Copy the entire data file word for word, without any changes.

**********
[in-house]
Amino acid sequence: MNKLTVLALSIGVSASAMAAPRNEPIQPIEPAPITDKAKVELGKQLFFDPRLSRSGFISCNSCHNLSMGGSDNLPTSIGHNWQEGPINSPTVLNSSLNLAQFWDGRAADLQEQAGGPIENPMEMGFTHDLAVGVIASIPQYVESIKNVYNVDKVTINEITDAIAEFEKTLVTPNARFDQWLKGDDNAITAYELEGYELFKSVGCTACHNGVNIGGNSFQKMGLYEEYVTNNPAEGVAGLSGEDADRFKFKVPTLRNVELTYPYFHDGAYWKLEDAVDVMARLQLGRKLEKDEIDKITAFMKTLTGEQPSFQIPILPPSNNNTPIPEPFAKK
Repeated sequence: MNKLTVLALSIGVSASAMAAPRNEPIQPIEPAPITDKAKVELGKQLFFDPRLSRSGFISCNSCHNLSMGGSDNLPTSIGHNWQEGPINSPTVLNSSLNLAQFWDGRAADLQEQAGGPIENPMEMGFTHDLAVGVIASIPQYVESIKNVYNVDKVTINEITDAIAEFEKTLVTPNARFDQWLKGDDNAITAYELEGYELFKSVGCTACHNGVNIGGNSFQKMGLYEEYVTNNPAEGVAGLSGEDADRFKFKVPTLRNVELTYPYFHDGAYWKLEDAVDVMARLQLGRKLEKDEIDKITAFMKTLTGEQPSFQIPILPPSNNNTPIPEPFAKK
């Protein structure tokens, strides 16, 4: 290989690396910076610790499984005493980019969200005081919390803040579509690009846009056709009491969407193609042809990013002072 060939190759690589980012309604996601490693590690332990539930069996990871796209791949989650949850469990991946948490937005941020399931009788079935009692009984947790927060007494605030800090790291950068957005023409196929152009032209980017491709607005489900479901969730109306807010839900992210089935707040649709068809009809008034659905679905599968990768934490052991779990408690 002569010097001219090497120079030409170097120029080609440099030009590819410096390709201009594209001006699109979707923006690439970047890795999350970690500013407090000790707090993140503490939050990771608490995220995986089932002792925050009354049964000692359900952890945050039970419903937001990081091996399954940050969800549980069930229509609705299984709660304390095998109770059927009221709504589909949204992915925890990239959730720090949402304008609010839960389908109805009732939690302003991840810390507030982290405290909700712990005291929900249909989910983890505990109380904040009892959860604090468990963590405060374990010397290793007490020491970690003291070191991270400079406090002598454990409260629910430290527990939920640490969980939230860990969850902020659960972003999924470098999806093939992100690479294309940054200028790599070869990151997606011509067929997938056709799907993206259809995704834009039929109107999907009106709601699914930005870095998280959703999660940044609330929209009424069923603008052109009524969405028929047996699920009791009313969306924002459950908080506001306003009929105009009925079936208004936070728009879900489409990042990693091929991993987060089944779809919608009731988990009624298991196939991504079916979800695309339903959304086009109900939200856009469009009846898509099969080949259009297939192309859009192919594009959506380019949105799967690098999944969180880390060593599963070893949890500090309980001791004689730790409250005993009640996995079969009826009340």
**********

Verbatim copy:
[in-house]
Amino acid sequence: MNKLTVLALSIGVSASAMAAPRNEPIQPIEPAPITDKAKVELGKQLFFDPRLSRSGFISCNSCHNLSMGGSDNLPTSIGHNWQEGPINSPTVLNSSLNLAQFWDGRAADLQEQAGGPIENPMEMGFTHDLAVGVIASIPQYVESIKNVYNVDKVTINEITDAIAEFEKTLVTPNARFDQWLKGDDNAITAYELEGYELFKSVGCTACHNGVNIGGNSFQKMGLYEEYVTNNPAEGVAGLSGEDADRFKFKVPTLRNVELTYPYFHDGAYWKLEDAVDVMARLQLGRKLEKDEIDKITAFMKTLTGEQPSFQIPILPPSNNNTPIPEPFAKK
Repeated sequence: MNKLTVLALSIGVSASAMAAPRNEPIQPIEPAPITDKAKVELGKQLFFDPRLSRSGFISCNSCHNLSMGGSDNLPTSIGHNWQEGPINSPTVLNSSLNLAQFWDGRAADLQEQAGGPIENPMEMGFTHDLAVGVIASIPQYVESIKNVYNVDKVTINEITDAIAEFEKTLVTPNARFDQWLKGDDNAITAYELEGYELFKSVGCTACHNGVNIGGNSFQKMGLYEEYVTNNPAEGVAGLSGEDADRFKFKVPTLRNVELTYPYFHDGAYWKLEDAVDVMARLQLGRKLEKDEIDKITAFMKTLTGEQPSFQIPILPPSNNNTPIPEPFAKK
């Protein structure tokens, strides 16, 4: 290989690396910076610790499984005493980019969200005081919390803040579509690009846009056709009491969407193609042809990013002072 060939190759690589980012309604996601490693590690332990539930069996990871796209791949989650949850469990991946948490937005941020399931009788079935009692009984947790927060007494605030800090790291950068957005023409196929152009032209980017491709607005489900479901969730109306807010839900992210089935707040649709068809009809008034659905679905599968990768934490052991779990408690 002569010097001219090497120079030409170097120029080609440099030009590819410096390709201009594209001006699109979707923006690439970047890795999350970690500013407090000790707090993140503490939050990771608490995220995986089932002792925050009354049964000692359900952890945050039970419903937001990081091996399954940050969800549980069930229509609705299984709660304390095998109770059927009221709504589909949204992915925890990239959730720090949402304008609010839960389908109805009732939690302003991840810390507030982290405290909700712990005291929900249909989910983890505990109380904040009892959860604090468990963590405060374990010397290793007490020491970690003291070191991270400079406090002598454990409260629910430290527990939920640490969980939230860990969850902020659960972003999924470098999806093939992100690479294309940054200028790599070869990151997606011509067929997938056709799907993206259809995704834009039929109107999907009106709601699914930005870095998280959703999660940044609330929209009424069923603008052109009524969405028929047996699920009791009313969306924002459950908080506001306003009929105009009925079936208004936070728009879900489409990042990693091929991993987060089944779809919608009731988990009624298991196939991504079916979800695309339903959304086009109900939200856009469009009846898509099969080949259009297939192309859009192919594009959506380019949105799967690098999944969180880390060593599963070893949890500090309980001791004689730790409250005993009640996995079969009826009340």